I enjoy woodworking as a hobby and as I try new things I find that my work habits during the learning stage tend towards chaotic and I wind up with stuff every where. Part of that is just enthusiasm, wanting to move ahead and do stuff, part of it struggling so hard to master ideas and techniques that I wind up with tunnel vision. That often leaves me with tools, notes, and everything else stacked all over the place.
It’s a pattern I see in beginners with SQL too. They are intensely focused on syntax, trying to map how it works to whatever tool set they used before, and the early work is rough. As they begin to get over that first bit of learning curve they can then start to think about how do more interesting things.
You could call it lack of discipline and that’s true to an extent. On my new projects I need to slow down, clean up more often, try to see which tools I’m really done with and can put away. But it’s also true that I often don’t know when I’m done with a tool. Maybe I think I’ve done the final drilling, but then I find I missed something, or drilled a hole in the wrong place!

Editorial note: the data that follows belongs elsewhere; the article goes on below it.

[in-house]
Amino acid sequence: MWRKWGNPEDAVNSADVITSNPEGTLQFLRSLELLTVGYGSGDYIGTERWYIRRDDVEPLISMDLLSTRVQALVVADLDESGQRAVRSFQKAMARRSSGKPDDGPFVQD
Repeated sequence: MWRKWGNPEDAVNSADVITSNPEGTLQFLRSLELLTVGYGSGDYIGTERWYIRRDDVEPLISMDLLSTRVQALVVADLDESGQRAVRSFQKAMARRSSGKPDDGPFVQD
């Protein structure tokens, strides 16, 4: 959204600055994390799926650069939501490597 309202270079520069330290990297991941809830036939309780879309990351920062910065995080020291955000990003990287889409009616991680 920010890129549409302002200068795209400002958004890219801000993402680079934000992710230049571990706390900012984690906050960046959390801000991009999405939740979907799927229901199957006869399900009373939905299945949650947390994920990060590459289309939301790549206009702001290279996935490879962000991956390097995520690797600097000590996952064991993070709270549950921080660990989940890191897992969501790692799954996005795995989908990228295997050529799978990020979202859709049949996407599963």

Many years ago I worked with an engineer that was meticulous about his work environment. He laid out a set of 8 pencils and pens in a certain way, had his log just so, and as he worked he would pickup a pen, use it, and then put it back in the right place. At the time I didn’t entirely appreciate the discipline it requires to build good habits, even if I still tend to think that one was a bit much.
Another story from even further back, I had a co-worker who drove a car that didn’t have the now entirely common warning buzzer if you left your headlights on. He had devised his own system; each time he turned the headlights on he took a clothespin from the ashtray and put it on the door handle, that way there was no way he could (reasonably!) exit without noticing the clothespin and that would cue him to turn off the lights and put the clothespin back on the ashtray. It worked well enough, though sometimes it did seem like a man that could do that every time could just as easily remember to run through a mental checklist each time he turned off the car.
For me, I find it’s easier to build bad habits than good ones, and probably true of most people. Good habits require you to make a continuing investment of energy that doesn’t seem to have a clear pay back. It’s also important to remember that while we might have good work habits on something we do all the time, we may have to build those habits on something new – think starting to use SSIS if you’re new to it.